Feb 26, 2020 - Health

Work goes remote in the face of the coronavirus

Illustration: Sarah Grillo/Axios

The coronavirus outbreak has already forced millions to work from home in China, and as the outbreak goes global, remote work could emerge as a vital public health strategy.

Why it matters: Businesses should be ready to "replace in-person meetings with video or telephone conferences and can increase teleworking options," Nancy Messonnier, director of the CDC’s National Center for Immunization and Respiratory Diseases, told reporters.

In the absence of a vaccine or an effective treatment, one of the best ways to control the spread of a new disease is through social distancing.

  • One study found that nationwide 18-day school closures in Mexico during the 2009 H1N1 influenza pandemic was associated with a 29% to 37% reduction in flu transmission rates.
  • During the much worse 1918 flu pandemic, which killed an estimated 50 million people globally, cities that closed schools and banned public gatherings early during the epidemic had weekly death rates about 50% lower than cities that delayed such closures.

What's happening: The videoconferencing company Zoom has been one of the few stocks to rise even as fears about the coronavirus pull down the market.

  • In China, Alibaba's collaboration platform DingTalk became the most-downloaded free iOS app in the country in early February.
  • In Hong Kong, where classes are suspended until at least March 2, schools are experimenting with creating an interactive educational experience for homebound students using Zoom, according to the South China Morning Post.
  • For some companies, telework may prove a boon — a 2015 Stanford University study found that productivity among call-center employees at one Chinese travel agency increased by 13% when they worked from home.
"The combination of limiting travel due to coronavirus fears and the desire to lower carbon footprints tells me that we may have reached videoconferencing’s moment."
— Union Square Ventures co-founder Fred Wilson

But, but, but: Not every business can easily operate remotely.

  • Apple has warned investors it expects to fall short of its revenue goals as its China factories slowly reopen after forced closures.
  • Worse is the possibility that the coronavirus could disrupt the global supply chains that produce the medicines and protective gear needed to combat the outbreak itself.

As the coronavirus spreads around the world, it's inevitable that we'll see more office closures. If employees can't work remotely, the economic effects of the virus could rival the human toll.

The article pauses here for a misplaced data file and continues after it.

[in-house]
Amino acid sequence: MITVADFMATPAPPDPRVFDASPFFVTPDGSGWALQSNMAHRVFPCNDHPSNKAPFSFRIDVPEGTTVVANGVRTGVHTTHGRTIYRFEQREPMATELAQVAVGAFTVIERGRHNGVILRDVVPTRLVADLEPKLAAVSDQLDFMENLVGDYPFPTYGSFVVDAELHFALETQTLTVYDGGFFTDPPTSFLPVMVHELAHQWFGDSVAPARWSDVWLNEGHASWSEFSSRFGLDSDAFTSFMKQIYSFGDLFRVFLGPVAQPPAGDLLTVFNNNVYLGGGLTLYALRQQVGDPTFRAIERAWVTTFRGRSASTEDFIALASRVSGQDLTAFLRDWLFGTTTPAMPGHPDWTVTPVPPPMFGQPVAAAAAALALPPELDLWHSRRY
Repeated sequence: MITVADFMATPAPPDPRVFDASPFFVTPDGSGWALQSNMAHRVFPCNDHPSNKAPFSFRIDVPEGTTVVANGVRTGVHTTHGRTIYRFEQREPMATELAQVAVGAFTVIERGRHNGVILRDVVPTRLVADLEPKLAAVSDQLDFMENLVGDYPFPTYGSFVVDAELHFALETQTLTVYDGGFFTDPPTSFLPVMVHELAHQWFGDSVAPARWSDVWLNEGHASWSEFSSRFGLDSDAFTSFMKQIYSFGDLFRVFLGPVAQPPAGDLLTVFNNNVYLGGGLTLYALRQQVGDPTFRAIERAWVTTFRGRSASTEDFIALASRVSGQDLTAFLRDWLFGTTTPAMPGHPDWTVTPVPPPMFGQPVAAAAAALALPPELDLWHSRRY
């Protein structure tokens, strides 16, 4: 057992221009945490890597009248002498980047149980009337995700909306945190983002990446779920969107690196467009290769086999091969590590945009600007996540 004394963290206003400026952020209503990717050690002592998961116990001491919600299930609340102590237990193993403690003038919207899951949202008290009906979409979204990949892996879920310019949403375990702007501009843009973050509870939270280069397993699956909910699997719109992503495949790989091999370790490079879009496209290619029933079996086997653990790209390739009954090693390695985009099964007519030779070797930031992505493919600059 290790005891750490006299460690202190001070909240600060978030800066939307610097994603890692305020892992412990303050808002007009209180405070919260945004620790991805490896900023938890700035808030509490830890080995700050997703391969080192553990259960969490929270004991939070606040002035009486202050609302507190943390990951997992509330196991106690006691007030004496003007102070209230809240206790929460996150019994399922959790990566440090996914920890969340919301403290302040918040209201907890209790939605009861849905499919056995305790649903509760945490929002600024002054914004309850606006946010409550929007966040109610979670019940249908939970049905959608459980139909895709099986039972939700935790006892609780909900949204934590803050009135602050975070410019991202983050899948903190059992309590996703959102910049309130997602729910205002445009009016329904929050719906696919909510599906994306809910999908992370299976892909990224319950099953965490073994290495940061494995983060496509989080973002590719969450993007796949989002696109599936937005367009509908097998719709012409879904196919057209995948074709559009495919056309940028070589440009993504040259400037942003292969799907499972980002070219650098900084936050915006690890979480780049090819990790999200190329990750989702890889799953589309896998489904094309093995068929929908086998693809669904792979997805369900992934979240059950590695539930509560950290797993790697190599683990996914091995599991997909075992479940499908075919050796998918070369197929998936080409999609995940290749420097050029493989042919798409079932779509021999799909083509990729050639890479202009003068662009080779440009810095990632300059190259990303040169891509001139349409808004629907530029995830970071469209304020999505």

• SARS killed fewer than 1,000 people, but travel and trade disruptions cost the global economy an estimated $40 billion.
  • The coronavirus has already infected and killed far more people than SARS, and it's brought a far more important China to a standstill. Analysts at Oxford Economics estimate that an international coronavirus outbreak could cost the global economy more than $1 trillion.

The bottom line: Investing in resilient remote work infrastructure can soften the economic blow of a pandemic, says David Henshall, CEO of the remote work company Citrix. "This is where remote work can stand up to the challenge."

Editor's note: This piece has been updated to clarify Citrix is a remote work company.

Go deeper

Remote work shift calls for fast footwork

Illustration: Sarah Grillo/Axios

Air CEO Shane Hegde received a frantic call last week from New York nonprofit Robin Hood (not to be confused with the brokerage app). The organization needed to immediately finish moving all its digital assets to the cloud as it was suddenly sending employees to work from home.

The only solution: He dispatched an employee to Robin Hood’s offices to pick up more than 20 hard drives and upload their contents as fast as possible.

SARS made Hong Kong and Singapore ready for coronavirus

A teacher in Hong Kong shows students hand hygiene during the SARS outbreak in 2003. Photo: Tommy Cheng/AFP via Getty Images

Despite their proximity to China, Hong Kong and Singapore have managed to keep COVID-19 infections and death extraordinarily low.

Why it matters: As coronavirus cases surge in parts of the U.S., it's natural to look at the examples of cities that have handled the disease better. But the single most important factor may be something the U.S. can't replicate: the experience of the SARS outbreak in 2003.

Go deeperArrowMar 25, 2020 - Health

How to run a company in self-isolation

Illustration: Eniola Odetunde/Axios

Millions have embarked on an enforced work-from-home experiment, but it's a little more difficult if you're the CEO of an online messaging company — and you're in quarantine.

Why it matters: Companies that enable remote working have become virtual utilities at a moment of high demand, and they're pushing hard to remain reliable while working under the same conditions as the rest of us.